[messengers] Couple biking from Alaska to Argentina for charity

Date: 24 Mar 2010 12:04:17 +0100
From: Joe Hendry <messvilleto@xxxxxxxxx>

Couple biking from Alaska
to Argentina
for charity





Gazette, March 21, 2010



Lucie Poulin and Torrey
 Pass wanted to do
“something adventurous and exciting” before focusing on careers, mortgages and
starting a family. They seem to have succeeded.


Poulin, 31, and Pass, 34, are almost halfway through a
yearlong, 25,000-kilometre Alaska-to-Argentina
bicycle trip. They’re also about one-10th of the way to the $20,000 they hope
to raise for Cyclo Nord-Sud, a Montreal charity
that collects used bikes and ships them to a new life in Latin America and Africa.


The couple started pedalling on Sept. 6.


Why set off from Alaska?


“You have to start somewhere and we’d never cycled there
before,” Pass said in a telephone interview from Antigua, Guatemala,
on Friday.


“It’s a route a lot of people have done. It’s a challenge.
To go from one end of the Earth to the other is the idea — from the Arctic to the Antarctic, almost.”


Poulin and Pass are used to rough roads.


They met 10 years ago when they were bike couriers on Montreal’s mean streets.


Poulin, a writer and photographer, is an elite road cyclist
who competed in last year’s 110-kilometre Women’s Cycling World Cup on Mount Royal.


Pass, an English literature teacher, has taken solo winter
trips in Canada’s subarctic
and has cycled across Canada
and down the Pacific coast to California.


On their current adventure, they have cycled about 11,000


By the end of this week, they are to arrive at their first
official stop: an organization in San Marcos, El Salvador, that has just received a container
packed with 450 castoff bikes and spare parts from Montreal.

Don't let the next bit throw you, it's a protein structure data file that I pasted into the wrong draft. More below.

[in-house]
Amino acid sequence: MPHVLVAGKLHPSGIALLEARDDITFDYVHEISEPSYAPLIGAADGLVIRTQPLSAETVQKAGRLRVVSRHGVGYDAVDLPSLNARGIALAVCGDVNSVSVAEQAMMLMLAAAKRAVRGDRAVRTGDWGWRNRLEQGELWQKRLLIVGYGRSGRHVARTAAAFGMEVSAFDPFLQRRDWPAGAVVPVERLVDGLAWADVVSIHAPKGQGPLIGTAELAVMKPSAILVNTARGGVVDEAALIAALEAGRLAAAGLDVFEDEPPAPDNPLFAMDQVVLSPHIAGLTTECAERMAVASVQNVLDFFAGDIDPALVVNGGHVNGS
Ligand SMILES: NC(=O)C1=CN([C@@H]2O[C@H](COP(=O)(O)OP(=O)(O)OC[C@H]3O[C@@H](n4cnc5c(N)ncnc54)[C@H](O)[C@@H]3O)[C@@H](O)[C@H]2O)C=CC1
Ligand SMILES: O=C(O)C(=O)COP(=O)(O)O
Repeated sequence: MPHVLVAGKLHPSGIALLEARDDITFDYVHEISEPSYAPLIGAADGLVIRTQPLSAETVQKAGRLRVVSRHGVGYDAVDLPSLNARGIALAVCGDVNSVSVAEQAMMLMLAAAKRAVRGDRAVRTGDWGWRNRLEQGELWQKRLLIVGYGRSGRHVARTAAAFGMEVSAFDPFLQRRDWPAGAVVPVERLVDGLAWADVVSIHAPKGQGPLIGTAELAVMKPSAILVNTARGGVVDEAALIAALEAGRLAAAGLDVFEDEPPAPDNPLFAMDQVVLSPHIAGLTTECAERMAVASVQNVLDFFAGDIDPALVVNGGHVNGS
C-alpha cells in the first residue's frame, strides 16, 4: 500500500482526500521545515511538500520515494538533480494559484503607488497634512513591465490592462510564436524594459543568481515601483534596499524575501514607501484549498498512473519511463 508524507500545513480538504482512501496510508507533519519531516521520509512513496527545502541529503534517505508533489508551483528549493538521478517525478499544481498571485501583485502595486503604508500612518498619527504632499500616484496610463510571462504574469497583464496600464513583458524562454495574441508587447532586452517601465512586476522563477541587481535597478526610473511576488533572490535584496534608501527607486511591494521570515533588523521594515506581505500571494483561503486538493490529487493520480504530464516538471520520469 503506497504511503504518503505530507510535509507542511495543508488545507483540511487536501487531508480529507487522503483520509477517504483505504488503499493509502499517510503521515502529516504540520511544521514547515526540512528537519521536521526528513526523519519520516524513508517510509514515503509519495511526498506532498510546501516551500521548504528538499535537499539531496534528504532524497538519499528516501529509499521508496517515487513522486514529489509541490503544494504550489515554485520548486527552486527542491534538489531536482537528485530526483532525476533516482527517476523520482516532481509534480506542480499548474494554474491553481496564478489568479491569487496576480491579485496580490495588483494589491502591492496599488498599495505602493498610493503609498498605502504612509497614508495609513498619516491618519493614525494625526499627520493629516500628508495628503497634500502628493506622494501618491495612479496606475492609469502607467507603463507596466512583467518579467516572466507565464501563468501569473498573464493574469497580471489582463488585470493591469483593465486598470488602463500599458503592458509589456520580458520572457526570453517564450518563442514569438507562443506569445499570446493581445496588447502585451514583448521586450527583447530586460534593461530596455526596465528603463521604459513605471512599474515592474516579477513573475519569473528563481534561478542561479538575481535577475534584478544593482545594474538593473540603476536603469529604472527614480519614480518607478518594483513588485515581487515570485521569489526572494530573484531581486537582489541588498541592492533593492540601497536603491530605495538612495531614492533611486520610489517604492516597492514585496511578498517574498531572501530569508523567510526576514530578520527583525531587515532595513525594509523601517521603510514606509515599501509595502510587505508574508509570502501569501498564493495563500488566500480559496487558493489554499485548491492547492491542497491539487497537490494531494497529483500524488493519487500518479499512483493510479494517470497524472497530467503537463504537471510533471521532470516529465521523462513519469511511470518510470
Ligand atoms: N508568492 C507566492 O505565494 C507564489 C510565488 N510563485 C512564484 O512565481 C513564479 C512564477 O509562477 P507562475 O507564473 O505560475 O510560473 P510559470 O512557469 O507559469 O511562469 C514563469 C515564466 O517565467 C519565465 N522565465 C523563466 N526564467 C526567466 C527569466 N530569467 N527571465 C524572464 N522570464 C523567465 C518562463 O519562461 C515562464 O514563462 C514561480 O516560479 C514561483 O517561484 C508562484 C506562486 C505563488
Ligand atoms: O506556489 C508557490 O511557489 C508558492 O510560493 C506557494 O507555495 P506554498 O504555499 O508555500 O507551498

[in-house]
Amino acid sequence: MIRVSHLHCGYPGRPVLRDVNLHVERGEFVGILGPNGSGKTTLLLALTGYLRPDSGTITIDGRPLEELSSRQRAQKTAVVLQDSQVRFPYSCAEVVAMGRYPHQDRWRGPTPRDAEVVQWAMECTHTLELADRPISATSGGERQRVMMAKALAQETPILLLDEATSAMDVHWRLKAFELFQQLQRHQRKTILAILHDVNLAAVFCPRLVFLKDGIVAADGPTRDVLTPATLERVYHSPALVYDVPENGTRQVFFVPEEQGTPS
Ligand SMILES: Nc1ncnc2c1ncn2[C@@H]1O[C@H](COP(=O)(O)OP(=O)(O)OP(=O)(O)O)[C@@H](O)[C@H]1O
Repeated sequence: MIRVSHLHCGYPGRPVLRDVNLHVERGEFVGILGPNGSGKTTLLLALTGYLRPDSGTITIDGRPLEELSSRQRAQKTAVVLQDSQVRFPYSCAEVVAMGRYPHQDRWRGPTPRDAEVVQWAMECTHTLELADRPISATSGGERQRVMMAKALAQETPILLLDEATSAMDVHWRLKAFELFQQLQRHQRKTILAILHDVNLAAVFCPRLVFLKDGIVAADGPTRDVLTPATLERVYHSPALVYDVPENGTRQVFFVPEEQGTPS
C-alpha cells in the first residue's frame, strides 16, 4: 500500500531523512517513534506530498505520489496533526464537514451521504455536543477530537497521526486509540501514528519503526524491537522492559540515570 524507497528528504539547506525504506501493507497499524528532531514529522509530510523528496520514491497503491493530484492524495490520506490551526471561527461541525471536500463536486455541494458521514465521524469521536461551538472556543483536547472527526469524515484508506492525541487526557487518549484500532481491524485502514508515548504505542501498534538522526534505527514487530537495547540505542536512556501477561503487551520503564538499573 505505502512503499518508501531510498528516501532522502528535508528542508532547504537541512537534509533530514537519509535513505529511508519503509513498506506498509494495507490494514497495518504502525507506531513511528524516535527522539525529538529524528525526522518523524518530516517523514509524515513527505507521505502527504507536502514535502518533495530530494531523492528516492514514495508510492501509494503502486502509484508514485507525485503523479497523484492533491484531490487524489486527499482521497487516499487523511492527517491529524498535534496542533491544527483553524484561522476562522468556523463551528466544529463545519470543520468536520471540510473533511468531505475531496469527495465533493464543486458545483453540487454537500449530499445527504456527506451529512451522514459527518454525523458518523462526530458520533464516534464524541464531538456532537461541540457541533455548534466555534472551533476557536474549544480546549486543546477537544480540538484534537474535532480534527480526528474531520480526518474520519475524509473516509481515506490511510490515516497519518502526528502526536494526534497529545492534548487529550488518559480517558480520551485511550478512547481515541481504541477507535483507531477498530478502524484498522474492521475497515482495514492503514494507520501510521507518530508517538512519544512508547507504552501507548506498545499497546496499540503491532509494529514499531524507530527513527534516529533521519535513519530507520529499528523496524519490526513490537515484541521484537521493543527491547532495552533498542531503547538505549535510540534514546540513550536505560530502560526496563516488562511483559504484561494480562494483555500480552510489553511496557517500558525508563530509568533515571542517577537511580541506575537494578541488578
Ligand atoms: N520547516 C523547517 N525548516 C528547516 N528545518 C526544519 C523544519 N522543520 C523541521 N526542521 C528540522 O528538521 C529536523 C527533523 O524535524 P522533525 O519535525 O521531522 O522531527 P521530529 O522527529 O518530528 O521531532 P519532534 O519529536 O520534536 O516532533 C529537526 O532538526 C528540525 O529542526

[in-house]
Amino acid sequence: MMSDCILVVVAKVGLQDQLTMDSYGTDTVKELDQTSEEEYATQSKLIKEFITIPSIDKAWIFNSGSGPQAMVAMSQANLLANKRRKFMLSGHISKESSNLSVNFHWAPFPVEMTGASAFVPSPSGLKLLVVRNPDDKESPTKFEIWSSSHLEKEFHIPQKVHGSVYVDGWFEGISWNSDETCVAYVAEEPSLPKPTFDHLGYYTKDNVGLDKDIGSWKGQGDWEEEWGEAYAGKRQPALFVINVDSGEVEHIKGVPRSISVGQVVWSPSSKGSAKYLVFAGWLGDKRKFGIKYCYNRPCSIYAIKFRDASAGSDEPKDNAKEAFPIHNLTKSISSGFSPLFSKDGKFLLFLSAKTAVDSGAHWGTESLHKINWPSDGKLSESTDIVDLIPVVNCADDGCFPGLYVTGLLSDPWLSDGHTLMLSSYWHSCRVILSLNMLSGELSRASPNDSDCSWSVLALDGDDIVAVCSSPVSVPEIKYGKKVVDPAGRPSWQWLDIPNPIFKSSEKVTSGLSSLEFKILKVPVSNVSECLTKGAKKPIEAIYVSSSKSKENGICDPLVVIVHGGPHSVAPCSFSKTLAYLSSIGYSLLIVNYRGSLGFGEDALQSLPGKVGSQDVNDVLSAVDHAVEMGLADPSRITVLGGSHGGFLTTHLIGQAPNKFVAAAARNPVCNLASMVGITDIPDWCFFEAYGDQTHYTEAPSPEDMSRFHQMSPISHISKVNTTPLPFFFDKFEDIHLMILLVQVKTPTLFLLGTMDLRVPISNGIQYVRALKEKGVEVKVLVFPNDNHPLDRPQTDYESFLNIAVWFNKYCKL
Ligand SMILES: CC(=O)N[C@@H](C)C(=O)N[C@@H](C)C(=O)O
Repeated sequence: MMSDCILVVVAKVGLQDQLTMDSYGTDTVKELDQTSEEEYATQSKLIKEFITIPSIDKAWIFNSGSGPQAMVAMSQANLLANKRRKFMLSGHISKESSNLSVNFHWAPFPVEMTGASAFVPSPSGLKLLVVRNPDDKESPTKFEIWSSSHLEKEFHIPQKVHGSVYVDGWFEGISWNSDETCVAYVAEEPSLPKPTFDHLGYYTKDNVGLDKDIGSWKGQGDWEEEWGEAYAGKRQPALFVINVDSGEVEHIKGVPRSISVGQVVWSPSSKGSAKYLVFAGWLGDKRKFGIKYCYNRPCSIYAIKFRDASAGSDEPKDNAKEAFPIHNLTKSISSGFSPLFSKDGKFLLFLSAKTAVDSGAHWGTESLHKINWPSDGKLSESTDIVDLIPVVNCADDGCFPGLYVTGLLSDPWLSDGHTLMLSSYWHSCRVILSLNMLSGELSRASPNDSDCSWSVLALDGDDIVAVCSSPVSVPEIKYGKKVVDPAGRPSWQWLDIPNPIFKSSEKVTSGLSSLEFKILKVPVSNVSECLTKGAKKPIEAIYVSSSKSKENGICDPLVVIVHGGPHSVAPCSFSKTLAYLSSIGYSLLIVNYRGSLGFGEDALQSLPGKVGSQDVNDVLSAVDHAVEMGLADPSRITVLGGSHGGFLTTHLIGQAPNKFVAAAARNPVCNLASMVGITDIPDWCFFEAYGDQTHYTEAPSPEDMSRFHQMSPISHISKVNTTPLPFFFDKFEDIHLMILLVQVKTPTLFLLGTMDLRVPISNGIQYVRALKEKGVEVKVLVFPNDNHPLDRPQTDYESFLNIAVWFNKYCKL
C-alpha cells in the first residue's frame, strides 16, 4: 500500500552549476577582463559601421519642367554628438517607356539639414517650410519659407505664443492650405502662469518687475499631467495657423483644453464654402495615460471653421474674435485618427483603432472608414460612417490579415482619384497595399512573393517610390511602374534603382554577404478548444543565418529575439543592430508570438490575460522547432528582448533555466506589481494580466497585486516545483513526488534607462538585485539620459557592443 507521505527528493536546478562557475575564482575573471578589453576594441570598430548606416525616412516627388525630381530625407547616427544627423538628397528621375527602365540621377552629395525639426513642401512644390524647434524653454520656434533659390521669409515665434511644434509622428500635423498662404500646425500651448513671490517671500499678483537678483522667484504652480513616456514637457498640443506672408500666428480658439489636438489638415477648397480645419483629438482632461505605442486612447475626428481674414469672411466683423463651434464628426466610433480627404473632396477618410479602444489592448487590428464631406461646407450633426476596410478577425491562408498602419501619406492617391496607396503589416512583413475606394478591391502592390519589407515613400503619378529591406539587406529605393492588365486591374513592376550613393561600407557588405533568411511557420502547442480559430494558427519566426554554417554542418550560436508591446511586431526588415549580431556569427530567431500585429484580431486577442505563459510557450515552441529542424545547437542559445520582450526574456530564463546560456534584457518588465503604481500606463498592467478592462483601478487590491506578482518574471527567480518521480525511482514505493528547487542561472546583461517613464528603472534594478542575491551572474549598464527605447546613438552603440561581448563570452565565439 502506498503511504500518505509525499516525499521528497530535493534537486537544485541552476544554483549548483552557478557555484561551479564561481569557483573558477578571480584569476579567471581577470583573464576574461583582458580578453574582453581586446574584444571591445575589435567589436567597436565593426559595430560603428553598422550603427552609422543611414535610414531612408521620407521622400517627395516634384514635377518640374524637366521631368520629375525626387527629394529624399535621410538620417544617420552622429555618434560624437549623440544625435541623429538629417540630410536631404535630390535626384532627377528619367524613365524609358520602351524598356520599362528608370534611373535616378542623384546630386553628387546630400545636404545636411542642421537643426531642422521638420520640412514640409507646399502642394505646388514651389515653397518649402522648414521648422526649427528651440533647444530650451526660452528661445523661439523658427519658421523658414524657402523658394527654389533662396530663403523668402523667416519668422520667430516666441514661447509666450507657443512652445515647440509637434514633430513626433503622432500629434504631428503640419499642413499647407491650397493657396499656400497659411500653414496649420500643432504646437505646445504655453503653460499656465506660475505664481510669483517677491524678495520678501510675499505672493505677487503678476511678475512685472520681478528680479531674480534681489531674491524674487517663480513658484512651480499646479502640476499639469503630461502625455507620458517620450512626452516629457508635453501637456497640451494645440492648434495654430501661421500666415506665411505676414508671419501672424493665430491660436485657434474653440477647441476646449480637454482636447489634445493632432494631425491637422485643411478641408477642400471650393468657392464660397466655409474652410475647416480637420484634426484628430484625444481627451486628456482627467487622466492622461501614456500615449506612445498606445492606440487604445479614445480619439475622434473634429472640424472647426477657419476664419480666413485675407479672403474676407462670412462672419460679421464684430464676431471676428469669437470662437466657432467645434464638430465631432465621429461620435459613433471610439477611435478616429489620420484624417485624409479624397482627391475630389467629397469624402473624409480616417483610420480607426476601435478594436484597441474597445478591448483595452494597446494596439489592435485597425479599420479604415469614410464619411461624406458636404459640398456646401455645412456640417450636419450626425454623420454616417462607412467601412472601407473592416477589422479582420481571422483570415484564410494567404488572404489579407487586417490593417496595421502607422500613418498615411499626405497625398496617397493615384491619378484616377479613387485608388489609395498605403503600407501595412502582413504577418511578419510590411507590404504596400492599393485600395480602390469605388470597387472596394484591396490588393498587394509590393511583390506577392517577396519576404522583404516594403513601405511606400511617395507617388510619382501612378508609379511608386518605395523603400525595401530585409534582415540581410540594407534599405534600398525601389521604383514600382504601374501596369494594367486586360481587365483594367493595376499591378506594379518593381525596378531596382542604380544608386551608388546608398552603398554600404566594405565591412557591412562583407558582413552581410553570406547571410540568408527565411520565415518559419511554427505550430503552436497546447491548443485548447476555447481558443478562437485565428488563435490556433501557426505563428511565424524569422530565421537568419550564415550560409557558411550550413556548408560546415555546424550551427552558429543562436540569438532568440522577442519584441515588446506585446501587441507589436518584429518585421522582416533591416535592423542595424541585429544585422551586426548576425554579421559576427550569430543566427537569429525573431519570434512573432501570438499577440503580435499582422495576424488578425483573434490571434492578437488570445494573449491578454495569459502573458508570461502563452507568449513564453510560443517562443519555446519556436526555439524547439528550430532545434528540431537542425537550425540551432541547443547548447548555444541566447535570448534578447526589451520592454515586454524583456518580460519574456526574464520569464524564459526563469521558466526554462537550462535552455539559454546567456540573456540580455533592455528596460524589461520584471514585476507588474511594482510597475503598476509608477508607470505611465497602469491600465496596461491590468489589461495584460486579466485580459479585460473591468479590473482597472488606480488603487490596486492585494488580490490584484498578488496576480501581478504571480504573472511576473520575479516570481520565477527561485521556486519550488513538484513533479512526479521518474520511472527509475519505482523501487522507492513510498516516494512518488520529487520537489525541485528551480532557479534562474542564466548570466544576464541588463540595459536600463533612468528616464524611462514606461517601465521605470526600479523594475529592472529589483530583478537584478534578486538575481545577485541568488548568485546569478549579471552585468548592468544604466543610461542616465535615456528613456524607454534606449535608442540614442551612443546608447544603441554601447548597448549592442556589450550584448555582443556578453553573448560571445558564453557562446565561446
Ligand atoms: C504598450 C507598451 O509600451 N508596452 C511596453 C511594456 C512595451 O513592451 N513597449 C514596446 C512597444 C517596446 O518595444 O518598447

The two will also visit organizations in Nicaragua, Bolivia
and Peru
that receive bikes donated by Cyclo Nord-Sud.


Poulin and Pass say they like the fact that Cyclo Nord-Sud
keeps old bikes out of local landfills, encourages green transportation and
helps the poor in southern countries. It ships out about 4,000 bikes annually.


“The bikes make a huge difference to everyday lives,” Pass
said. “For a lot of people, the primary means of transportation is by foot.
Once you have a bicycle, you can go much farther to work. Around here (in Guatemala),
we’ve seen hundreds of people riding out to the fields with their machetes to
work in the morning.”


The bikes are also used to haul food and wood for cooking.


“Instead of spending five hours a day transporting things
back and forth you’ll spend an hour,” Pass said.


“You’ll have more time for other things” — like going to


“The lack of transportation can be a real barrier for girls
and women,” he added.


The couple try to cycle six days out of seven, though they
did one stretch of 17 straight days in Mexico.


It won’t get easier. They’ll eventually hit South America’s Andes Mountains.


But, generally, the cycling has been the easy part.


“The hardest part is not having a home, always having to
adjust to different countries, different languages,” Poulin said. “Trying to
find a safe place for our tent every night can be stressful.”


They expect to end their journey in August in Buenos Aires. They’ll be
flying home.




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